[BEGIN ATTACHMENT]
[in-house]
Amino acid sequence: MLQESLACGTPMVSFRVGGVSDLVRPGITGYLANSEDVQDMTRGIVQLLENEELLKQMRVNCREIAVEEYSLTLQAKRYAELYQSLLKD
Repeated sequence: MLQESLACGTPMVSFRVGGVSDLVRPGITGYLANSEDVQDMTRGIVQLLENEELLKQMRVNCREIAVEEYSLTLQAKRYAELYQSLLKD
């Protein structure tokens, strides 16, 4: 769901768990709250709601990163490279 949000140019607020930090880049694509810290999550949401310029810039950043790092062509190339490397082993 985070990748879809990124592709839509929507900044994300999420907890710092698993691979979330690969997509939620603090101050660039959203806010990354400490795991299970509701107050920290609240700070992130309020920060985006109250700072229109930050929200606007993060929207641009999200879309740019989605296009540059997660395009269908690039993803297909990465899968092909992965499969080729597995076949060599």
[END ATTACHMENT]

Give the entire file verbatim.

[in-house]
Amino acid sequence: MLQESLACGTPMVSFRVGGVSDLVRPGITGYLANSEDVQDMTRGIVQLLENEELLKQMRVNCREIAVEEYSLTLQAKRYAELYQSLLKD
Repeated sequence: MLQESLACGTPMVSFRVGGVSDLVRPGITGYLANSEDVQDMTRGIVQLLENEELLKQMRVNCREIAVEEYSLTLQAKRYAELYQSLLKD
């Protein structure tokens, strides 16, 4: 769901768990709250709601990163490279 949000140019607020930090880049694509810290999550949401310029810039950043790092062509190339490397082993 985070990748879809990124592709839509929507900044994300999420907890710092698993691979979330690969997509939620603090101050660039959203806010990354400490795991299970509701107050920290609240700070992130309020920060985006109250700072229109930050929200606007993060929207641009999200879309740019989605296009540059997660395009269908690039993803297909990465899968092909992965499969080729597995076949060599």